When you enter university from high school, your university support system may consist of the people in your dorm, or some of your classmates. Throughout that time, most of the people you’ll meet will either be through your university, or through your part-time job.
However, when you enter university in your twenties, you’ll already have a support system beforehand, regardless how big or small. Your support system may consist of your best friend from high school, or the person you met at an amusement park.
Of course once you enter university, you’ll meet more new people and perhaps, make new friends. This will further diversify your support system. Hence, you’ll be more exposed to different worldviews and beliefs, and learn more from various people.
10. You’ll Realize The Value of Education
My grandparents have always reminded me the importance of staying on top of school work and focusing on academics. At first, I thought that I should prioritize other things, until I realized that perhaps, education is a privilege.
Many children and young adults around the world often do not have access to education. Therefore, being able to go to university is a privilege for many of us.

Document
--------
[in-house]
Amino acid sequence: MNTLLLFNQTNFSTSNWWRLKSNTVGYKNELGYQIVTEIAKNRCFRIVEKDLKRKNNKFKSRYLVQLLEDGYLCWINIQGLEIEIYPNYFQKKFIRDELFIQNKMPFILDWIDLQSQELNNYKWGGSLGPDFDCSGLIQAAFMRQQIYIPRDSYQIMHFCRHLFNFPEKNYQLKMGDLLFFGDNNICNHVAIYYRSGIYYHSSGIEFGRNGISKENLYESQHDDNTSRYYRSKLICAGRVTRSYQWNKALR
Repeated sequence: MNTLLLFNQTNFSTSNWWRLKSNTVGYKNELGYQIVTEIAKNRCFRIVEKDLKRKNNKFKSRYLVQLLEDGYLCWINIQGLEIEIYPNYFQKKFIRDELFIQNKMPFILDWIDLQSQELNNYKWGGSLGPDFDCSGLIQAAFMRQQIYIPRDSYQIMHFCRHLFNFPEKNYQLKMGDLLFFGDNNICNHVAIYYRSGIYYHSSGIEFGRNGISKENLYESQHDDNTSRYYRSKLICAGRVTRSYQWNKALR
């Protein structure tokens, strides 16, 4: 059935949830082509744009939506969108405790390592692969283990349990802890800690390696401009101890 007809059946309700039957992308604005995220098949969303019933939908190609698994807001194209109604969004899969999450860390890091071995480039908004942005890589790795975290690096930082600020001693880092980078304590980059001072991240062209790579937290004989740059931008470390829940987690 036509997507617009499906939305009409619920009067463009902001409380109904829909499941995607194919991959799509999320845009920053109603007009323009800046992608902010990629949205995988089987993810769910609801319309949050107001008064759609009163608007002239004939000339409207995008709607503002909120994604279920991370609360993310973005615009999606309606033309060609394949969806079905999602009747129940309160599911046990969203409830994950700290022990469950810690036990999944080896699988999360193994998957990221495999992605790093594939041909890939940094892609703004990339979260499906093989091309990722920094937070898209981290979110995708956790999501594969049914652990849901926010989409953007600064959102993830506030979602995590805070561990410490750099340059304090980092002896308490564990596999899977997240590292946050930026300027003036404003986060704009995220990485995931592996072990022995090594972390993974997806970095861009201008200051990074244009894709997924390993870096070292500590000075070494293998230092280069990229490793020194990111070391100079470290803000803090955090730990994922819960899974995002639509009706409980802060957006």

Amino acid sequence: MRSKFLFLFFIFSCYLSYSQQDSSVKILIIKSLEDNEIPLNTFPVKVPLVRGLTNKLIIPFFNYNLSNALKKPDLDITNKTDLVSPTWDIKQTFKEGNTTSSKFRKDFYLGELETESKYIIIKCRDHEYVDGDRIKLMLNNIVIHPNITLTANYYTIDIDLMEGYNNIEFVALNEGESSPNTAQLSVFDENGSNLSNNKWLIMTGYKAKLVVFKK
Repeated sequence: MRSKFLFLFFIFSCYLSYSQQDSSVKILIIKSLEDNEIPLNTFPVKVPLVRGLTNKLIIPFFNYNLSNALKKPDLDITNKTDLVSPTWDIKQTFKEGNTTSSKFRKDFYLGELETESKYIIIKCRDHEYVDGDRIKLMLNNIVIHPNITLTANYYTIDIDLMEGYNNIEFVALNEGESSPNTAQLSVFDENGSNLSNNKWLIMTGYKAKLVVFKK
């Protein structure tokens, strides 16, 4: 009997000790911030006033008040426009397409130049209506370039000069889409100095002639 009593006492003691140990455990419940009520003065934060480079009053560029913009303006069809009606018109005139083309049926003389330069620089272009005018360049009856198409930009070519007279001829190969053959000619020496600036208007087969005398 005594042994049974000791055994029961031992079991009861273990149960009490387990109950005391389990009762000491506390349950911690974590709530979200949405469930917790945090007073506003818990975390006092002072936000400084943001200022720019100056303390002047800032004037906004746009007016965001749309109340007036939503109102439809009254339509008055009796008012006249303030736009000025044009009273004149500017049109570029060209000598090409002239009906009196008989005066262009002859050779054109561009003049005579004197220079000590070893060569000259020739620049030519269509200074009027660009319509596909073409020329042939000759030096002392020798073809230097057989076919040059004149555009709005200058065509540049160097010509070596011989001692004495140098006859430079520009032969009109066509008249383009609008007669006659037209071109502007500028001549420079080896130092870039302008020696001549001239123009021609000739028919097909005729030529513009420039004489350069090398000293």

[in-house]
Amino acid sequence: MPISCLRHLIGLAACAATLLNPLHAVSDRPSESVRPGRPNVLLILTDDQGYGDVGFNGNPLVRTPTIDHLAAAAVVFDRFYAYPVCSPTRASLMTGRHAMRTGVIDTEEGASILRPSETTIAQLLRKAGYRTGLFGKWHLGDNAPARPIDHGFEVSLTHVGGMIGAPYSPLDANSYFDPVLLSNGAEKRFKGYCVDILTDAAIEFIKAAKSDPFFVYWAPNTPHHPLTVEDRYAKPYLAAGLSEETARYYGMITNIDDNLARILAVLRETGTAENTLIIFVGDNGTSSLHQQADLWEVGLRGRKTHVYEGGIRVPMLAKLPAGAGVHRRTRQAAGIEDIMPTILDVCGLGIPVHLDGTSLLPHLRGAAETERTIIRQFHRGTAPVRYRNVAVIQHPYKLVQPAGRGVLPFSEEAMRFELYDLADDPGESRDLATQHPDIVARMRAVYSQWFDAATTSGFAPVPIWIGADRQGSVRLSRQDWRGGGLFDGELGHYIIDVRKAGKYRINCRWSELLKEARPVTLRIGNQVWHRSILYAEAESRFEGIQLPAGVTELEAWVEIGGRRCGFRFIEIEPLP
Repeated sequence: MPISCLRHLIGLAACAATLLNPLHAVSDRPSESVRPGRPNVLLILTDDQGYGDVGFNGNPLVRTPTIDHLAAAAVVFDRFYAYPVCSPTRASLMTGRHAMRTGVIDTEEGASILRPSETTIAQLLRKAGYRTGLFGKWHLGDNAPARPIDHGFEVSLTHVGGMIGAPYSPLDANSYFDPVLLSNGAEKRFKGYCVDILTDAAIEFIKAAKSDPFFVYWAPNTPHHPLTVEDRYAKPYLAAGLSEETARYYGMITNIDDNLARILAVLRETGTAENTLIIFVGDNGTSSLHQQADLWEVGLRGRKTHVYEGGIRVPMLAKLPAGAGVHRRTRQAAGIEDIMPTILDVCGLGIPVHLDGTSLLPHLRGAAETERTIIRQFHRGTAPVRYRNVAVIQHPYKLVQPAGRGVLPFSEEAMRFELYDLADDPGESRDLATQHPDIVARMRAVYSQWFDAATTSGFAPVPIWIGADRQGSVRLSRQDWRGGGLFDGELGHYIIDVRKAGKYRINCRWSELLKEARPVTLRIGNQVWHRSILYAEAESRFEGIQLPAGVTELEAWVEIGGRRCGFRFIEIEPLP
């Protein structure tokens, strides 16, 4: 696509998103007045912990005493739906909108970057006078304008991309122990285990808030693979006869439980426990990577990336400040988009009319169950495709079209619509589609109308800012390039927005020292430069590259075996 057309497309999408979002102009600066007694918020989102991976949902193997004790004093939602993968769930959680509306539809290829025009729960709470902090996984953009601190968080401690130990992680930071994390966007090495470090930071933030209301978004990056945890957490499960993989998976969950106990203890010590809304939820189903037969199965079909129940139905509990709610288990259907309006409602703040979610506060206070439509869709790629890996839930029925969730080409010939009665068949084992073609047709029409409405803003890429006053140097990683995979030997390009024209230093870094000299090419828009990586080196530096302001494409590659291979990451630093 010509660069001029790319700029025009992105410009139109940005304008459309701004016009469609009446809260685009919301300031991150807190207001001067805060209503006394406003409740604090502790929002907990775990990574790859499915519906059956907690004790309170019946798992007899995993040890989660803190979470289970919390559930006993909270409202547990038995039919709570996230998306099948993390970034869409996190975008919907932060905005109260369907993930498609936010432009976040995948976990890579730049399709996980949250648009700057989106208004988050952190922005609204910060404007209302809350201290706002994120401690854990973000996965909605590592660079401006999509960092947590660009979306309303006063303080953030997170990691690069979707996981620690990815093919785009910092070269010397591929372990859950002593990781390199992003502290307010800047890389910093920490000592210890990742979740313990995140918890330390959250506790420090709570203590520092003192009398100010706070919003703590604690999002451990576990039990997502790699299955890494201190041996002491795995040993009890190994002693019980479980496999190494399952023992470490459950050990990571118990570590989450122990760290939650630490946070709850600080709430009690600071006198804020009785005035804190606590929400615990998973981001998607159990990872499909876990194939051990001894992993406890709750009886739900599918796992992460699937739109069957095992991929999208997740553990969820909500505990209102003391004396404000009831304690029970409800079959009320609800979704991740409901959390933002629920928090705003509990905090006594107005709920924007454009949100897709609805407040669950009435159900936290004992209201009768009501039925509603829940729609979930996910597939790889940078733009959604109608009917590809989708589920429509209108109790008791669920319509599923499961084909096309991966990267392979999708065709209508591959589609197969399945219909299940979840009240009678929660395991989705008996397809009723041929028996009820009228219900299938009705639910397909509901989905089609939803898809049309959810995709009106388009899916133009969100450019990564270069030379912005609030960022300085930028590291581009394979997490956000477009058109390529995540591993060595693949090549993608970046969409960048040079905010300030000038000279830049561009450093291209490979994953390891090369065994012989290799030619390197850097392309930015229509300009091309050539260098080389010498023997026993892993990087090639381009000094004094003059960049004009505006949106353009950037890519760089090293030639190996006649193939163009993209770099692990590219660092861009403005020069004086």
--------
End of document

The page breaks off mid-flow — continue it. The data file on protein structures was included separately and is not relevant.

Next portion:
As a recent high school graduate, you may not have understood this perspective as much as everyone around you is pursuing post-secondary studies.
But when you enter university in your twenties, you will realize the importance of education. You will see how it can change your perspective, much more than the jobs you worked.
And you’ll be able to see how it can broaden your horizons, much more than anything you’ve encountered. This will allow you to focus more on your studies.
In Summary: 10 Profound Reasons to Start College In Your 20s
Beginning your undergrad in your 20s is now becoming more common than before. By being older, you’re able to stay grounded, have a strong sense of identity, and focus on your schoolwork.
Moreover, you may have also gained other skills in time management and communication, which will prove to be a benefit within the classroom and within the clubs you join.
Most of these differences are more so about the mindset. Being older often means having a broader mindset, as you’ll have faced plenty of different situations and have learned to solve them.
Due to these skills, you’ll also be more prepared to tackle the workforce after graduation. You’ll be able to snag the job which you were eyeing on, and achieve your own career milestones.
After all, when you start college in your 20s you will be able to realize the importance of staying committed to your journey. You’ll be working towards fulfilling your dreams with a valuable perspective gifted by time and experience.